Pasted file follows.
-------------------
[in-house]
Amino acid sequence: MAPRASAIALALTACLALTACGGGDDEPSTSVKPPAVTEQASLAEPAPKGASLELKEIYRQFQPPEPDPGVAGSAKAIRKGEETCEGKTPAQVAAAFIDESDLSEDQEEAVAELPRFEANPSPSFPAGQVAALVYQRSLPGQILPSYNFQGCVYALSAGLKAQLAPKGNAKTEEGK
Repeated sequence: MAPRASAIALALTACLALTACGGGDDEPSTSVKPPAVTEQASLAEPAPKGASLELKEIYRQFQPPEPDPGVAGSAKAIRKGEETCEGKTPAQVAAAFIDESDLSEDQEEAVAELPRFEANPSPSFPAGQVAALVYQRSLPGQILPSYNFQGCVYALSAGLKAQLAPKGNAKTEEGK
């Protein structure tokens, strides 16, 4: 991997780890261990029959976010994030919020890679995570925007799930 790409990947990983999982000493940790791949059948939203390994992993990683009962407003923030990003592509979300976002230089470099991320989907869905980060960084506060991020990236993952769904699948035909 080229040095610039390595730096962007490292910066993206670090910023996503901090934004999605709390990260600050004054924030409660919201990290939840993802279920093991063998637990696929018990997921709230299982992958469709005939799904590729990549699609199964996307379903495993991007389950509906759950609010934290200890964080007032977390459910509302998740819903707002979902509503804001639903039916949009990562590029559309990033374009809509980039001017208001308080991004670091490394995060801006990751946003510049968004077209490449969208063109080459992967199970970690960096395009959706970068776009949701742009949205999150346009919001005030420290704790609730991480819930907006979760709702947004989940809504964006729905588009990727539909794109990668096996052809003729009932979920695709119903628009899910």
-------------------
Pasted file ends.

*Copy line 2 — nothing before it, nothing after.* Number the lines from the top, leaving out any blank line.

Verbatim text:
Amino acid sequence: MAPRASAIALALTACLALTACGGGDDEPSTSVKPPAVTEQASLAEPAPKGASLELKEIYRQFQPPEPDPGVAGSAKAIRKGEETCEGKTPAQVAAAFIDESDLSEDQEEAVAELPRFEANPSPSFPAGQVAALVYQRSLPGQILPSYNFQGCVYALSAGLKAQLAPKGNAKTEEGK